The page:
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Here's our summary of key events overnight that affect New Zealand, with news the IMF has again downgraded world growth prospects.
But first, the latest regional Fed survey in the US, this time from the mid Atlantic states, shows manufacturing activity weakened in July. Their index fell from 2 in June to -12 in July, its lowest reading since January 2013, as all three components - shipments, new orders, and employment - posted declines. Backlogs of orders also fell, reaching a value of -26, its lowest reading since April 2009.
US home sales fell in June, down -1.7% when a flat result was expected. A persistent shortage of properties pushed prices to a record high however with the median home price up to NZ$425,800 or +4.3% year-on-year. Their housing market is struggling to regain speed since hitting a soft patch last year. Meanwhile, the average commitment rate for a 30-year, conventional, fixed-rate mortgage decreased to 3.80% in June, down from 4.07% in May. The average commitment rate across all of 2018 was 4.54%.
Meanwhile, the White House and Congress have completed their two year debt-ceiling deal. It's a rare consensus compromise and a deal that helped firm the US currency.
In China, yesterday we reported that their NASDAQ-style tech share index had launched on Monday, with Beijing's SOE-buying support. But yesterday that support wasn't extended, and first-day buyers lost more than -US$1 bln as prices retraced sharply. It seems it was a one-day wonder.
And yesterday two more private Chinese firms joined the growing ranks of bond defaulters.
Meanwhile, China is importing beef and pork at a fast-rising pace, replacing lost local production from the ASF epidemic in the pig herd. Imports of beef surged more than +60% so far this year to 133,700 tonnes. Overseas pork purchases in June rose even more from a year earlier to 160,500 tonnes.
In Britain, Boris Johnson won the race to lead the ruling Conservative Party and become the country's next prime minister, repeating a pledge to pull Britain out of the EU by October 31 - but the challenge he faces became quickly apparent as he quickly lost the support of some key Cabinet members.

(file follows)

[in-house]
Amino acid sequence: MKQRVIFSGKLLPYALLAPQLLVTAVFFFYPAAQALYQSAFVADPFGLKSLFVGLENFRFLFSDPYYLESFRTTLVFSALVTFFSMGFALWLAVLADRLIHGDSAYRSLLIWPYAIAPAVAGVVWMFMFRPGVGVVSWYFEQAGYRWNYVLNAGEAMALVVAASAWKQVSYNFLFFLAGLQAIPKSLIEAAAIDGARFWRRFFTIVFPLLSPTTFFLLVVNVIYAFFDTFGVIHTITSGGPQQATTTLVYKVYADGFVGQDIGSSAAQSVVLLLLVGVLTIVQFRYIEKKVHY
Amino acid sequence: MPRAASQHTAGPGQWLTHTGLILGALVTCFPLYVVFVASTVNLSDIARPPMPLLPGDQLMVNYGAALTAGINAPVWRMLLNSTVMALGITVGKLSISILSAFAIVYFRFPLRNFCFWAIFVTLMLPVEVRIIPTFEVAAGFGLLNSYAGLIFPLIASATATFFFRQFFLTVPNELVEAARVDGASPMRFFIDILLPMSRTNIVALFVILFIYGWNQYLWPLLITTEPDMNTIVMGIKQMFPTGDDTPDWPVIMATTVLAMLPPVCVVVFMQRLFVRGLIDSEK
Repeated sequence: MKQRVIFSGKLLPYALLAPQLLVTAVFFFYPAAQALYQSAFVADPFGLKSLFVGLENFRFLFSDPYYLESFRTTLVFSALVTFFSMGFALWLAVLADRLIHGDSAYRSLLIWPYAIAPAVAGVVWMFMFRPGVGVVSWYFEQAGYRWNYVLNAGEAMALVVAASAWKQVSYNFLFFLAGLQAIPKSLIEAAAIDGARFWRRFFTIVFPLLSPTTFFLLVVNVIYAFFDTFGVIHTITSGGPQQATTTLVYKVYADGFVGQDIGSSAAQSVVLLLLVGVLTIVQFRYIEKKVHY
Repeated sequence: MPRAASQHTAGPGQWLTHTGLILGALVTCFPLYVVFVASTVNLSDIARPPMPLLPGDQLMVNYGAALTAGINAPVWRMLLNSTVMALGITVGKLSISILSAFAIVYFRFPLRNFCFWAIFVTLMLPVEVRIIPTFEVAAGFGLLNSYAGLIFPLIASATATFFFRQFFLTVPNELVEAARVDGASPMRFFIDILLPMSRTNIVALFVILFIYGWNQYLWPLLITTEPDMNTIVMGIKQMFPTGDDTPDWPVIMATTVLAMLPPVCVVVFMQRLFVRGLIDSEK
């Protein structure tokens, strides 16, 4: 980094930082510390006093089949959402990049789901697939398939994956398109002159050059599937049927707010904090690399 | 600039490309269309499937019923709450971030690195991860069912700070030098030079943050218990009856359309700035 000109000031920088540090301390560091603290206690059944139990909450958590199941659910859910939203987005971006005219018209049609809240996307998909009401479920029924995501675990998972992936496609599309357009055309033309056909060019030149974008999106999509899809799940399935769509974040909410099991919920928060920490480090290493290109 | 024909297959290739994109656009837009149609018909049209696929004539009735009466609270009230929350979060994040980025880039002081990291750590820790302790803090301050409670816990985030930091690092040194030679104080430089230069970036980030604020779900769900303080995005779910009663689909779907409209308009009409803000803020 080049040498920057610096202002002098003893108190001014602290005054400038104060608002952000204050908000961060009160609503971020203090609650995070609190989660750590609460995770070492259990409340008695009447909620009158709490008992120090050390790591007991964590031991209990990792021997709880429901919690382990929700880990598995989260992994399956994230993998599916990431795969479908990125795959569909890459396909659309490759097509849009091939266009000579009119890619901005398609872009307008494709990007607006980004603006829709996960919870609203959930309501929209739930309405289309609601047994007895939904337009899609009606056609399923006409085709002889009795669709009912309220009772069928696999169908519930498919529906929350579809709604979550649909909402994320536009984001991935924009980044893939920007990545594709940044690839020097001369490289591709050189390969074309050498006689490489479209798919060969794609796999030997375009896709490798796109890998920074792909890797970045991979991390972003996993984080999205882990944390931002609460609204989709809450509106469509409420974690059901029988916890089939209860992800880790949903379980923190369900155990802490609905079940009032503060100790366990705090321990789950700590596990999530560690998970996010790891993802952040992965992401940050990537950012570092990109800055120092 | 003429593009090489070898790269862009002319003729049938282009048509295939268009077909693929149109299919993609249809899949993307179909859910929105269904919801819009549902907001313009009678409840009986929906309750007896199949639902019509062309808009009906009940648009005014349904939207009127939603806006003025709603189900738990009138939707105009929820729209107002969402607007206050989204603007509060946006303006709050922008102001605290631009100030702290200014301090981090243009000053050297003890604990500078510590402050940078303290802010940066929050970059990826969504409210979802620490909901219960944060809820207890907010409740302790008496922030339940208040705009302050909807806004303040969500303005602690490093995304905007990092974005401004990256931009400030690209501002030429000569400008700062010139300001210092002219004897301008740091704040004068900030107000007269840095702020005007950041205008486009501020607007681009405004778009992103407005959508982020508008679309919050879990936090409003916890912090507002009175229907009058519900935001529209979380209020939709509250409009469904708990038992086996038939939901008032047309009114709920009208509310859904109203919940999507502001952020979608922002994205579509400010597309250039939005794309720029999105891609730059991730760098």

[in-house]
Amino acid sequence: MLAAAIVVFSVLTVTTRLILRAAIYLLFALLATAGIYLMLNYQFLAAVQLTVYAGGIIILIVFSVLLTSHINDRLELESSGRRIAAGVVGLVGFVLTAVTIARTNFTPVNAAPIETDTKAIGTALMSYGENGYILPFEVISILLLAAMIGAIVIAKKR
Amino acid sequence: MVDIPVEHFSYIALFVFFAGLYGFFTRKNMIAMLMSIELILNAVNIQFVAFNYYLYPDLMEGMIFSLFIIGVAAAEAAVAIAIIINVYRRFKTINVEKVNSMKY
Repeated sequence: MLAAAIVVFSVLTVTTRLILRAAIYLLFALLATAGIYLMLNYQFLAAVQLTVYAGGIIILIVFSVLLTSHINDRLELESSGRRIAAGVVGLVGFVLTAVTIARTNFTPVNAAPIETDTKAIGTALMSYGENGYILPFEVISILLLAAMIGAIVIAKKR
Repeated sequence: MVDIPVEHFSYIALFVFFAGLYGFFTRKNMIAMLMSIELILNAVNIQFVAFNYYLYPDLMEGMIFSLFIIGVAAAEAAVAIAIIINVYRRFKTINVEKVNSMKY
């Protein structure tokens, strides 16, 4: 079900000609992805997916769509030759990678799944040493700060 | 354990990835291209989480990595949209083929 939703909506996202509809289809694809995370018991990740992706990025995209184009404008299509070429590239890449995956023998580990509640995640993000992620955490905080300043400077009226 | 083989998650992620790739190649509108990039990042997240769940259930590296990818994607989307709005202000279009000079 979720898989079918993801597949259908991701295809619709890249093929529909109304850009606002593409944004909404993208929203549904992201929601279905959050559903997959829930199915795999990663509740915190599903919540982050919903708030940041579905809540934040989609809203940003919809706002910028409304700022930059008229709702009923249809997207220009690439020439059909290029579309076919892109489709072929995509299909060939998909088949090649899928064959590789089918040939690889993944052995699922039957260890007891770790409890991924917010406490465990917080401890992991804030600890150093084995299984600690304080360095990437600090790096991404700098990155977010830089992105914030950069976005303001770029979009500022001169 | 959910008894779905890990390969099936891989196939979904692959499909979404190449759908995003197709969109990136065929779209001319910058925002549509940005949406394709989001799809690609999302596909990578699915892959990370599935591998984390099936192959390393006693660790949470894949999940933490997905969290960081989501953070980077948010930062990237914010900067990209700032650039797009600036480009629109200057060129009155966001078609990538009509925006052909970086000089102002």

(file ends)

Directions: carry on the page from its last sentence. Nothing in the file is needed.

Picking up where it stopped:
The IMF has reduced its 2019 and 2020 growth forecasts yet again, saying that the downgraded outlook is self-inflicted by trade-war policies. While this latest downgrade is a modest -0.1% in each of the two years reviewed, it comes on top of prior substantial downgrades. The longer the trade standoffs continue, the sharper these will become. No doubt a hard Brexit will be accounted for in the next review.
And by the way, the record high stock market price for A2 Milk is probably because of what was reported in this article that ran on interest.co.nz.
Wall Street is up +0.6% so far today, following European markets which were up +1.2% overnight. Shanghai was up +0.5% yesterday, Hong Kong up +0.3% and Tokyo up +1.0% yesterday.
The UST 10yr yield has moved up to 2.07%. Their 2-10 curve is little-changed at +24 bps and their negative 1-5 curve is still at -15 bps. The Aussie Govt 10yr is unchanged at 1.32%. The China Govt 10yr is also unchanged at 3.16%, while the NZ Govt 10 yr is down -2 bps at 1.58%.
Gold is down -US$8 overnight to US$1,419/oz.
US oil prices are a little firmer again today. They are now just over US$56.50/bbl. The Brent benchmark is also firmer at just over US$63.50.
The Kiwi dollar is marginally softer today and just touching 67.1 USc which is down more than -½c since this time yesterday. On the cross rates we are also softer at 95.7 AUc. Against the euro we dipped to 60.1 euro cents. That lowers the TWI-5 to just on 72.1.
Bitcoin has been soft overnight as well, at one point dipping below US$9,900, but now is at US$10,020 and a -3.1% fall. Volatility has been +/- 2.5%. The bitcoin rate is charted in the exchange rate set below.
The easiest place to stay up with event risk today is by following our Economic Calendar here ».